The Joy That Is Portuguese Food ::: Caldo Verde Means Happy Life (Not Really, But it Should)


When Portuguese Home Cooking was released in the autumn of 2021, my heart leapt. Author Ana Patuleia Ortins has put together a must-have cookbook full of recipes that may be quite exotic to many who haven’t yet had the opportunity to experience the joys of Portugal’s culinary treasures. 

Overshadowed by Spain, in many ways, Portuguese culture is distinct, beautiful, and an absolute treasure. And the food? Amazing. 

What can I say? I was lucky enough to grow up blessed to experience this extraordinary culture up close and personal in Toronto, and I am truly an unabashed superfan. 

Ana Patuleia Ortins learned these recipes and methods from her father, a less common dynamic. I, too, learned to cook from my dad, and the connection created in the kitchen between father and daughter is one I would recommend to all the men out there with daughters. It remains a defining, essential bond between my dad and me. 

The majority of my happiest memories with my dad are cooking together. Watching cooking shows on PBS as a kid (Frugal Gourmet, anyone?), and of course, eating all the food and, eventually, drinking (all the) wine together.

My mum was there too, mostly overwhelmed by all the garlic. 

My dad fed our family, a division of labor that suited my parents exceptionally well. I was his assistant, but often he would force me to take the reins from a very young age, and he would eagerly be my sous chef. They are very happy memories, and I still use those skills I learned and heed his advice daily.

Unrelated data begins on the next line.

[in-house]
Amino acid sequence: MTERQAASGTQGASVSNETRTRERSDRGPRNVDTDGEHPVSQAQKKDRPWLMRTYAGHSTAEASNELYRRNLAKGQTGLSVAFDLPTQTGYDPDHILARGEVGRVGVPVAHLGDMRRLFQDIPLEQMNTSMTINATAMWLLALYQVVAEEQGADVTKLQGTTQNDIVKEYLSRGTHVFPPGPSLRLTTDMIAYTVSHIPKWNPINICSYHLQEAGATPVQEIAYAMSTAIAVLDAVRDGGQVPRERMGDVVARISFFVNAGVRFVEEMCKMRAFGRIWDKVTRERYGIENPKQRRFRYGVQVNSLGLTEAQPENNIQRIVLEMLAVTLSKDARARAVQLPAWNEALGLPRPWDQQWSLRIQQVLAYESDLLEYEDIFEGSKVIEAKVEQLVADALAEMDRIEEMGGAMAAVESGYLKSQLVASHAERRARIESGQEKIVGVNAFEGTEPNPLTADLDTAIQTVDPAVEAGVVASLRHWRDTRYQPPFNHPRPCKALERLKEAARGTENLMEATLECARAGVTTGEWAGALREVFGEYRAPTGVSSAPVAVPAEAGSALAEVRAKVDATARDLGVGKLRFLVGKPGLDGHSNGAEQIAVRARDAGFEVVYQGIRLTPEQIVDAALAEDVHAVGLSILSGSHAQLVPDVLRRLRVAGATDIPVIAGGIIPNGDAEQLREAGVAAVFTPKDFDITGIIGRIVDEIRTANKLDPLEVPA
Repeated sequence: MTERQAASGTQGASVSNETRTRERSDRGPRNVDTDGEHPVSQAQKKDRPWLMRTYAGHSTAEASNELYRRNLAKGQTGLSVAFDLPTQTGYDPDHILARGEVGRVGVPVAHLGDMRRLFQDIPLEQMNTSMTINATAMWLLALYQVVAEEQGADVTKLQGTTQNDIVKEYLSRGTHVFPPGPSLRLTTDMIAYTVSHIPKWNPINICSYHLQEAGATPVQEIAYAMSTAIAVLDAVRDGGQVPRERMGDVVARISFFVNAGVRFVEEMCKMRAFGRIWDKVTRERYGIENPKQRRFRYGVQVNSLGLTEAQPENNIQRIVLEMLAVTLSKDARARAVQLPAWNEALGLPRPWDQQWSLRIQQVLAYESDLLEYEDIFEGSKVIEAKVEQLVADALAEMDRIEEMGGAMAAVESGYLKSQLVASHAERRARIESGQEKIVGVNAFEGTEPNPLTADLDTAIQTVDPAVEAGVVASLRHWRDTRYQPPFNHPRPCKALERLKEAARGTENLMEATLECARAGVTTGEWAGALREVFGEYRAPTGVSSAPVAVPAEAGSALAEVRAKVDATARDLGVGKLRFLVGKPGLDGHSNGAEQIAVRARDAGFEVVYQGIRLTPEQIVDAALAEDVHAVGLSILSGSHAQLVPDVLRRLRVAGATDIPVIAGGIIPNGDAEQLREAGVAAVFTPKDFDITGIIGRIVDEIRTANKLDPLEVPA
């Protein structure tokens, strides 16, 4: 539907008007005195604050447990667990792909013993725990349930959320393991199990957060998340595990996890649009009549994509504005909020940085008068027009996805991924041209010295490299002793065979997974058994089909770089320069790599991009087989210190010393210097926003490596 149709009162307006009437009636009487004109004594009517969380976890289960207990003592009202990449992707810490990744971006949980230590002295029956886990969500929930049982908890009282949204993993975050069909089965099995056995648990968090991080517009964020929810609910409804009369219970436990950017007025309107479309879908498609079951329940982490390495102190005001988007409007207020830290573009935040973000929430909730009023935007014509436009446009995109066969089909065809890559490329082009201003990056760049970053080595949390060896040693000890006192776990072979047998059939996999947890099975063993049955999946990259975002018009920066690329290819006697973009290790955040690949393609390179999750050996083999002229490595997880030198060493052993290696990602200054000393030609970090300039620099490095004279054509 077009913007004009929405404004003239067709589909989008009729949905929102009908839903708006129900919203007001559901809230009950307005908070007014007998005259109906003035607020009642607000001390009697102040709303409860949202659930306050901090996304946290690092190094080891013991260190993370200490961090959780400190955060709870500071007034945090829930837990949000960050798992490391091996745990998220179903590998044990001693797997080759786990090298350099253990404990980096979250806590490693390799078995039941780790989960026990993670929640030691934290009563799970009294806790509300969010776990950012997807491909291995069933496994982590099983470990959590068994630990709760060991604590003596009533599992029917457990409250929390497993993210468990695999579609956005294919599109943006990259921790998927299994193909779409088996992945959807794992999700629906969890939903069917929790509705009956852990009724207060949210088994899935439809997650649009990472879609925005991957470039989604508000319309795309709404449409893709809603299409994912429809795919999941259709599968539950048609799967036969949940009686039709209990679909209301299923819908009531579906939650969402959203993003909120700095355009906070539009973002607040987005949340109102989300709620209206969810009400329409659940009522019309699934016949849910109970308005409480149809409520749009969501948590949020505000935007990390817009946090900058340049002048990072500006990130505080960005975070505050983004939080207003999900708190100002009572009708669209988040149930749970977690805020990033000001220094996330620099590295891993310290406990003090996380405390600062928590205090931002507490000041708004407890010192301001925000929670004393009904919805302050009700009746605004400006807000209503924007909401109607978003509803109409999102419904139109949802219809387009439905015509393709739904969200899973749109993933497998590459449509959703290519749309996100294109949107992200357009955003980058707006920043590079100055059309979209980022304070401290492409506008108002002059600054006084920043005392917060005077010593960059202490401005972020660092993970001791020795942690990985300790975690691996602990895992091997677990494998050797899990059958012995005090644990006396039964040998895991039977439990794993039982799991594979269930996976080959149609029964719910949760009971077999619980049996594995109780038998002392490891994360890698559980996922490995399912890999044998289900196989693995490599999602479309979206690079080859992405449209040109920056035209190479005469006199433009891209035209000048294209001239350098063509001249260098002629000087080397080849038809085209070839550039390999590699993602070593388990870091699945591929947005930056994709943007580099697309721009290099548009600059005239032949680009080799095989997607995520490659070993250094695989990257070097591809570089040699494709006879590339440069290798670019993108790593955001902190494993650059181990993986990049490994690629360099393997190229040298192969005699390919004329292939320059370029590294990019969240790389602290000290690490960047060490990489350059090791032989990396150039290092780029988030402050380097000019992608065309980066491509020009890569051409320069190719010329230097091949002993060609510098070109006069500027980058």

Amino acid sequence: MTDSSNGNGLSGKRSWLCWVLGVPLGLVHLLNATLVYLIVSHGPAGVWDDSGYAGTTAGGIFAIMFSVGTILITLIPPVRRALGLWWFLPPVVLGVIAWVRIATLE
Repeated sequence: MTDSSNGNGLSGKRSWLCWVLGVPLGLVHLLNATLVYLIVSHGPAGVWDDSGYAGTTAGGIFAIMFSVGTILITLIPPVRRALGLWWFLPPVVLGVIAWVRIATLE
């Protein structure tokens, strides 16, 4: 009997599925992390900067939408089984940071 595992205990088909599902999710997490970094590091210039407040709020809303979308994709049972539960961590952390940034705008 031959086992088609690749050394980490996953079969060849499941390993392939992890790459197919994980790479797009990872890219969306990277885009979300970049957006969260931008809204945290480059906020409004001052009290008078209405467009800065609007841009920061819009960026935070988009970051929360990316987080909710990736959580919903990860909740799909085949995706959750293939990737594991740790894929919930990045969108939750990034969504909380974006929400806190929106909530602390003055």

Some essential advice from my dad: always add more garlic, and there is nothing that a warm Portuguese tart cannot cure. And recipes are inspiration, possibility, and a terrific window into a culture. But it’s also dinner, so not everything can be time-consuming and complicated. Nor does that make it any less memorable. Recipes can always be amended to your tastes, what you have on hand, and dietary restrictions.

Portuguese Home Cooking is a user-friendly introduction to the classics of Portuguese cuisine. Ana Patuleia Ortins’s warm writing style and the anecdotes she shares elevate this cookbook to glorious ranks. The recipes will become standards in your kitchen. 

Consider this your gateway drug to Portuguese culture that may just take you to unexpected places — if you know a little something about Portugal, that joke works on a few levels. 

Ana Patuleia Ortins (Writer) and Hiltrud Schulz (Photographer).              Portuguese Home Cooking. Northampton: Interlink Books,USA. $30.00 (approx.). 304 pages. Widely Available.